This week I cannot write about the perils of Christian nationalism, or sickening riots in the U.S. Capitol, or thousands of peaceful demonstrators who were nowhere near the Capitol, or Joe Biden’s weaknesses, or Donald Trump’s next move. According to social media, everyone already knows everything anyway, so I have no heart to stir those pots. Maybe another time. I am tending the sick tonight.

I might have spoken too soon last week when I mentioned that my husband had tested negative after being around a COVID-19-positive person several days. After being exposed to the virus, a person may take up to 14 days to develop the disease, and on the 12th day after his known exposure and a few days after some possible risk at work, my beloved has now an active case of the virus and a positive test to prove it.

As soon as I heard the words “sore throat,” I told him to go get tested, like “Do Not Pass Go,” go directly to a testing site. He complied, and youngest son who works for a hospital and has had the vaccine series started formulating the isolation plan until we could get the test results. We do what we must do these days.

Half the house is sectioned off with painters’ drop cloth plastic in the hallway. The Quarantiner has all the comforts of a TV for sports, internet and his computer, our bedroom and bath, and he gets meals under the plastic curtain on request. He can exit to the outside via the basement, so he is not a prisoner. So far, he has only mild symptoms, for which we are thankful, but I am not making any declarations like last week. As mama always said, “We’ll see ...” And I pray.

My friends and family have told me to be very careful to avoid getting sick. Having been a germaphobe for all my adult life, no one needs to prod me into pathogen respect. I told the Quarantiner right off the bat that I loved him with all my heart, but that in matters of infection, I will prove standoffish, even distant, like he is radioactive now. True to his nature, he is being a good sport because he really does not want me to get sick.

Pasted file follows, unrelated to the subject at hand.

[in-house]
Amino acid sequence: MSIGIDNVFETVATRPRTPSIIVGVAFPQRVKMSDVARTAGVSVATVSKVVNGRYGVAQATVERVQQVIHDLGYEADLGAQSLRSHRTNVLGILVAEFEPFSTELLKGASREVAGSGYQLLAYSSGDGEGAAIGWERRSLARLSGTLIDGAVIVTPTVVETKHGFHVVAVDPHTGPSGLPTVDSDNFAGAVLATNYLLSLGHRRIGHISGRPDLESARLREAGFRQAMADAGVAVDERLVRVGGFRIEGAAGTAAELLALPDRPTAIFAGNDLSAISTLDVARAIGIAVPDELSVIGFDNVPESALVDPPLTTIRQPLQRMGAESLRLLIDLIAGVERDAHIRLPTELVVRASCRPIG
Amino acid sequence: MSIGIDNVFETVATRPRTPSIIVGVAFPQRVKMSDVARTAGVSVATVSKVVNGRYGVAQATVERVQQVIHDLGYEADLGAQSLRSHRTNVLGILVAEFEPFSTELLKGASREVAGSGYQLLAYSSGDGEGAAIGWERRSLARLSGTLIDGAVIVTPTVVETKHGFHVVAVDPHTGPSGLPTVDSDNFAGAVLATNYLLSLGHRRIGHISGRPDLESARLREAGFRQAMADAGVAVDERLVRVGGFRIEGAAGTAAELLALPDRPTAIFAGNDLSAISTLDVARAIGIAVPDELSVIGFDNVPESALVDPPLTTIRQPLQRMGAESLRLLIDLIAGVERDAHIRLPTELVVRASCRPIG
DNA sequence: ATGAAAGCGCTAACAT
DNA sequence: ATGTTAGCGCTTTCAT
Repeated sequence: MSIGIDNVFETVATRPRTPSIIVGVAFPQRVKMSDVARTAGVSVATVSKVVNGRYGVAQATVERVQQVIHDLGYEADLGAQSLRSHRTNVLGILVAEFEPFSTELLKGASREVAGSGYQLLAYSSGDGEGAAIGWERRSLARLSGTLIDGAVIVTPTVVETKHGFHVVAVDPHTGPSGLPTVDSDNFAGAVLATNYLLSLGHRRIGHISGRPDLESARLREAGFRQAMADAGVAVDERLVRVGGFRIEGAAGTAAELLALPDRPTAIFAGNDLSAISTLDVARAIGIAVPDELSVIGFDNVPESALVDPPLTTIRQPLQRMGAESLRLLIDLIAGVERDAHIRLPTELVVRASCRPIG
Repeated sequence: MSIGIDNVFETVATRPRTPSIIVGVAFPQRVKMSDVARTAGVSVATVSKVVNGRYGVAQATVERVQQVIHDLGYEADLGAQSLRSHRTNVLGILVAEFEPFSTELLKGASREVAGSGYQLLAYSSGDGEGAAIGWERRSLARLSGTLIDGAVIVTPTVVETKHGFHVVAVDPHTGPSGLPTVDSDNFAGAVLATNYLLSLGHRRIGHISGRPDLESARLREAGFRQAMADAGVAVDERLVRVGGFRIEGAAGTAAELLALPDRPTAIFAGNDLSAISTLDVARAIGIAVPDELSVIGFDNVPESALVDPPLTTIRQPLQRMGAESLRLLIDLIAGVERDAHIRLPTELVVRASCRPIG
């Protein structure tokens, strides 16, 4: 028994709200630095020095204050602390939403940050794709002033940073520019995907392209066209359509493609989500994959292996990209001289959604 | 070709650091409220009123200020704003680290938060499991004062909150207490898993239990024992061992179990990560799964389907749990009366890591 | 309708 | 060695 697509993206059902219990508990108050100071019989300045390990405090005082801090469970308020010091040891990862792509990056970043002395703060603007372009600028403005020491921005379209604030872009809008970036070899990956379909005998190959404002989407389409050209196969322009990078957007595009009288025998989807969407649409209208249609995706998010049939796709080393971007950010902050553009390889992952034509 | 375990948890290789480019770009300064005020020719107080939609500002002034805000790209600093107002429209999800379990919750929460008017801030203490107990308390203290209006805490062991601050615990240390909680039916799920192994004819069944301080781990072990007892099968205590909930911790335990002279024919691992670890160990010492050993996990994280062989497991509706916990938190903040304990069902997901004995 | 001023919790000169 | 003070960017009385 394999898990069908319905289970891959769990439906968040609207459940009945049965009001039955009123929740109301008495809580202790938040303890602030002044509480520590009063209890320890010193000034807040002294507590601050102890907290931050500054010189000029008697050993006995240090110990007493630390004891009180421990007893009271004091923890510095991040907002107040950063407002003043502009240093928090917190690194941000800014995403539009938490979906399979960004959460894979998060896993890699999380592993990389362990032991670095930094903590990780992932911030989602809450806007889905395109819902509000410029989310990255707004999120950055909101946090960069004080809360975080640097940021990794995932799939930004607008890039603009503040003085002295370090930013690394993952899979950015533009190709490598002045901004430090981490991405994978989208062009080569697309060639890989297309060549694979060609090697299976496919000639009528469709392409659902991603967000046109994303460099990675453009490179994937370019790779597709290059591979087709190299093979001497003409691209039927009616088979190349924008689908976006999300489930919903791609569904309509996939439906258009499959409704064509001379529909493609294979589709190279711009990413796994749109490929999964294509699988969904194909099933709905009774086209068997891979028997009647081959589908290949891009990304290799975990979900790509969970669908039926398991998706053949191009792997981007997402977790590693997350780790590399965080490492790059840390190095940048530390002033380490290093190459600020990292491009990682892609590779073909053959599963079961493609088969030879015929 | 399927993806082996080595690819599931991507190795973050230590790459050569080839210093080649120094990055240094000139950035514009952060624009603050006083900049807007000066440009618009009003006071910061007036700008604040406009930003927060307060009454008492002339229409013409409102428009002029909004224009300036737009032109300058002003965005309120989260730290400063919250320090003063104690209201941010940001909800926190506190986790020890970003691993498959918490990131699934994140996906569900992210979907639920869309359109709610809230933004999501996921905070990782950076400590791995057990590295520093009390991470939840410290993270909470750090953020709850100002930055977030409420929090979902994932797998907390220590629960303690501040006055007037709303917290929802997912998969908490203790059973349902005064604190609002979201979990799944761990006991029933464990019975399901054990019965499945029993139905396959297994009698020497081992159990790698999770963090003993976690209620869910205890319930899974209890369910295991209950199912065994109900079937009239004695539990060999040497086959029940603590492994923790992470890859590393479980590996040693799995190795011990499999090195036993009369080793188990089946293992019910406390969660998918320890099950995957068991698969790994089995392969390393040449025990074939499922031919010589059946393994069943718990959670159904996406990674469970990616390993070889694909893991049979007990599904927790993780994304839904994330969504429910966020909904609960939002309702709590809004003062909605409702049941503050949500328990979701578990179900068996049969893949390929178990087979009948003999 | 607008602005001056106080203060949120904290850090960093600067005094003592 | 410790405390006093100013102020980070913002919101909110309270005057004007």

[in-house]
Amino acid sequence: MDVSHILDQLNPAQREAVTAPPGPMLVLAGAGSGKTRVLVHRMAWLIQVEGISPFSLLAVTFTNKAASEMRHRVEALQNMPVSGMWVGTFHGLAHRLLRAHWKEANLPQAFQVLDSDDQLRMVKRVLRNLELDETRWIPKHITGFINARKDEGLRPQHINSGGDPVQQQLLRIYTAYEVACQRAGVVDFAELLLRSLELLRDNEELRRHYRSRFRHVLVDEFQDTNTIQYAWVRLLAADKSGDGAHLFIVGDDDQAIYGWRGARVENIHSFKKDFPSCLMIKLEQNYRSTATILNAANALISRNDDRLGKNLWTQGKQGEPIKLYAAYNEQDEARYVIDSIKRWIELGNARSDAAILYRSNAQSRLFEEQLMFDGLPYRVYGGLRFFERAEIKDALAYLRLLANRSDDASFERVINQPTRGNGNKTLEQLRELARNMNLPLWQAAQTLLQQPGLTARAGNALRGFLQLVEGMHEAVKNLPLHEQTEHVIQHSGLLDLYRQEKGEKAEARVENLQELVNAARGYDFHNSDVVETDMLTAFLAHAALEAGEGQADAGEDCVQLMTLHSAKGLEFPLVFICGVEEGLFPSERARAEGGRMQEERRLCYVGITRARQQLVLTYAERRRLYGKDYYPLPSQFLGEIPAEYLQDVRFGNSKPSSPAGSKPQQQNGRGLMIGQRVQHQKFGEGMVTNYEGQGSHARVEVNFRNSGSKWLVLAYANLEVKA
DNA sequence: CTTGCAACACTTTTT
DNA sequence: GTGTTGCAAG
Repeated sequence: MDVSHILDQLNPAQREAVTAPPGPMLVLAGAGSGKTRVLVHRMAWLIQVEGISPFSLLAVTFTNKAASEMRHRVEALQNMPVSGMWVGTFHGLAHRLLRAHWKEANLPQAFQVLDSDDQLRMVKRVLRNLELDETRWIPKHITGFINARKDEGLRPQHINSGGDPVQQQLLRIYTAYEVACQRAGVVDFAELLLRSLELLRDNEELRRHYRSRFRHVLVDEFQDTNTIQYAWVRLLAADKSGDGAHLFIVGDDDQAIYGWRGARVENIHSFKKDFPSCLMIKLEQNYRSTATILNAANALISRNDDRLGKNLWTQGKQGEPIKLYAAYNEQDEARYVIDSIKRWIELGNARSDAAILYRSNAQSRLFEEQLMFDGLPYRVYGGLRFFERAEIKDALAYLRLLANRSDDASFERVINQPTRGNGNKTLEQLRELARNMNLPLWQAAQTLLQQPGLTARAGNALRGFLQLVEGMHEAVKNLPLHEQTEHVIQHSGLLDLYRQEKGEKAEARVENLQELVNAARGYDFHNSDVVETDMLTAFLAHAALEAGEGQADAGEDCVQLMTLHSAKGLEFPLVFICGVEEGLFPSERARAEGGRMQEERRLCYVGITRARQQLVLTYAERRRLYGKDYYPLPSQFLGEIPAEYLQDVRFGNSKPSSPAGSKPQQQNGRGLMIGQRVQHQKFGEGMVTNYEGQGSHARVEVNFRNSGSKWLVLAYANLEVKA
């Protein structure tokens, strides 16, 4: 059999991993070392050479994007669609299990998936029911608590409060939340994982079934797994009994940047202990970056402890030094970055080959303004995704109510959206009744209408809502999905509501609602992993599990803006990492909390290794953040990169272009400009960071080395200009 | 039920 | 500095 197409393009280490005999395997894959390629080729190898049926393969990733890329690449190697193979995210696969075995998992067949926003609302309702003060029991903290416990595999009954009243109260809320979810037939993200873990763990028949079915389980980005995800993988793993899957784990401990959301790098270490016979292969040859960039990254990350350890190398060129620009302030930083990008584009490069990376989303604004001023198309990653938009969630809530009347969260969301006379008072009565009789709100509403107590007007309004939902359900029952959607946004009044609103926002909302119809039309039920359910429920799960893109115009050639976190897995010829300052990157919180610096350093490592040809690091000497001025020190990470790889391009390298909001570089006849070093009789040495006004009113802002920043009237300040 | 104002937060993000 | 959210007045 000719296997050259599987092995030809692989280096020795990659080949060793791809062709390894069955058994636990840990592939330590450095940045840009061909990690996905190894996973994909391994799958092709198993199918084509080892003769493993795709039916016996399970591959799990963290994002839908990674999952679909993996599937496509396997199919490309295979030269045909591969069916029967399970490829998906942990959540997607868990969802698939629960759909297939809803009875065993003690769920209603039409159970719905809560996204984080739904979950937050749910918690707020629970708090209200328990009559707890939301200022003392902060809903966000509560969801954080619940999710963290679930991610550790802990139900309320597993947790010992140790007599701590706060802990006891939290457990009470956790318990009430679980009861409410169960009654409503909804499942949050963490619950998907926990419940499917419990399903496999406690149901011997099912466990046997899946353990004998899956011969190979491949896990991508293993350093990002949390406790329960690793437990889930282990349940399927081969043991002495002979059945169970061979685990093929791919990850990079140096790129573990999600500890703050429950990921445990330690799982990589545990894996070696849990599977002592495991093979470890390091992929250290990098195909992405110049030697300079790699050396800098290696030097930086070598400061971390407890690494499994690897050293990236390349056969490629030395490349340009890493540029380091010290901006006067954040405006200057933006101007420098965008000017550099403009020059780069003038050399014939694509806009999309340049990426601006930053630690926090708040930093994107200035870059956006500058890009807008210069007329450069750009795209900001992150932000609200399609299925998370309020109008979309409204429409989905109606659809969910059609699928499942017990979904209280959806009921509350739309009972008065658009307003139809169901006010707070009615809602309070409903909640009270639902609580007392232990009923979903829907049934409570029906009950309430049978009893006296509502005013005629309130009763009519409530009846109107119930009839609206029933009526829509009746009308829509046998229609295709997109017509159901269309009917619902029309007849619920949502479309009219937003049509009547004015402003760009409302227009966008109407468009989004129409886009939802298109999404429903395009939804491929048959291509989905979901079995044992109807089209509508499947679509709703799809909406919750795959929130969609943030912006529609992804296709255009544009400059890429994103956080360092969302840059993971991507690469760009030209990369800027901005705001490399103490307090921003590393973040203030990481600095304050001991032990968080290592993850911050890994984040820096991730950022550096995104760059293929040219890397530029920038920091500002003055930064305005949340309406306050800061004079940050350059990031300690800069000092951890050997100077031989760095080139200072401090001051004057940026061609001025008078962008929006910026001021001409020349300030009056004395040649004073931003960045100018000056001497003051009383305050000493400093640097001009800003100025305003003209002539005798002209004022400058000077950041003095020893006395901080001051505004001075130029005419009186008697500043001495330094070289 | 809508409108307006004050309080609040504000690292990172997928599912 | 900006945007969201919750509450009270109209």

We both know that life is precious, and that this sickness is not something to take lightly even though we will try to make the best of it. Right here in our own community two people have died of it, so we know not to be presumptuous about our outcomes, considering our gray hairs. Faced with a diagnosis that other people have died of makes a person reflect on things.

I marvel that in our country when so many people are suffering that we are intent on gnashing our teeth and letting ugliness into conversations. The fear of God restrains me from going there: This virus does not care what political party you espouse, your income level, your gender, your age (although it does seem to prefer older folks — still, the young can be affected too), or your religious affiliation.

I pondered, too, that if God chooses this time for my exit, what would be the things people would remember? My sharp-tongued touché in a Facebook thread? My declaration that Biden is NOT my president or that Trump should be impeached again? What will really matter at the end is whether I stood for truth and loved people like Jesus did, even my enemies. That is a biblical mandate — look it up.

Those who say the church in America is doomed discredit God tremendously. True Christian ideals cannot be outlawed. All around the world, the gospel is alive and well where people keep the faith and follow Jesus, and if they are deemed enemies of the state, they keep right on believing and loving right there in prison cells or before their executioners.

Those are my thoughts when considering my mortality. I know that the darker the dark, the lighter the light. This little light of mine? While I have it, I want to let it shine!